8. madietodd

    madietodd Senior Member

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    My kids can have often had low-level asthma without any coughing etc. They would complain of feeling tired, or they would be a certain kind of grumpy. I'd make them use the peak flow meter........and then they'd be willing to use an inhaler.

    If you go back to this practice, get them to give you a peak flow meter. Take readings after using an inhaler, and then for a few days, take a few readings when you're feeling good without the inhaler, to determine your baseline. The doctor should tell you how far below your baseline it's OK to drop, before using the inhaler.

    If you have chronic, low-level asthma, you are likely to under-use your inhaler, because you're used to how that feels.

    Good luck!

    Madie
     
  9. WillowJ

    WillowJ Senior Member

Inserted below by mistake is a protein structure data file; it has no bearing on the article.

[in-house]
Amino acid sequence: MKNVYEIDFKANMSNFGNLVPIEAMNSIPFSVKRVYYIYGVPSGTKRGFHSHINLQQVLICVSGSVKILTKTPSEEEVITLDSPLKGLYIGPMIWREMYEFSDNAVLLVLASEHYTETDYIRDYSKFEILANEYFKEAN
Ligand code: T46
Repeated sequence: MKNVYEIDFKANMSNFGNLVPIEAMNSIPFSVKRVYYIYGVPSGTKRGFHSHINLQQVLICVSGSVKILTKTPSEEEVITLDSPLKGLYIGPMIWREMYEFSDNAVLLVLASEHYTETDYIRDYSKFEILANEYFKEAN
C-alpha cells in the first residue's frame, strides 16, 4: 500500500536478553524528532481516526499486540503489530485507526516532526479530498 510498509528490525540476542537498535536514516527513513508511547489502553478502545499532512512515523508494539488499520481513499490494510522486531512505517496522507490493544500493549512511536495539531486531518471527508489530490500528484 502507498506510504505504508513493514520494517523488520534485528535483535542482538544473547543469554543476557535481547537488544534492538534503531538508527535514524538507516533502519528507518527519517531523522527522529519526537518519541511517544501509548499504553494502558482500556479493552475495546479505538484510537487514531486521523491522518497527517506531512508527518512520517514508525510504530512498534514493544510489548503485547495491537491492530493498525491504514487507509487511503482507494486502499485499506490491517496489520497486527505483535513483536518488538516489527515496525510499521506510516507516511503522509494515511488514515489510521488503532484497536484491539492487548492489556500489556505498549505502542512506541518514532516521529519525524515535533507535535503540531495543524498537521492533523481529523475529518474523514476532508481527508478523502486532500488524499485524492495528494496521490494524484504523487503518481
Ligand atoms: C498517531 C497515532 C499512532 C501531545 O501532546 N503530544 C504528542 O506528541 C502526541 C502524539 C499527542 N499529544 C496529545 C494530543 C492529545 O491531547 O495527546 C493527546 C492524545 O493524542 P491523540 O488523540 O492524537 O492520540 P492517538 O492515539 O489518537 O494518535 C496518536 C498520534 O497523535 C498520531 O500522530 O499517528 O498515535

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    I lost my post. :( Will try to replicate but it's getting late and i don't promise to make sense. :)

    I had methacholine challenge (the med made me sick, too, but the RT was very kind about it) and that was the only way we could tell I have asthma. Most of my difficulty breathing comes from weak lung muscles. Without methacholine, my lung function is not great but ok. It's great now with asthma meds. They have a different test for muscle strength, that one I have a poor result on.

    The inhaled steroid helps with deeper lung inflammation, too, my somewhat ME-literate pulmonologist explained to me. It's nice that now when I crash I don't feel like I have a touch of pneumonia.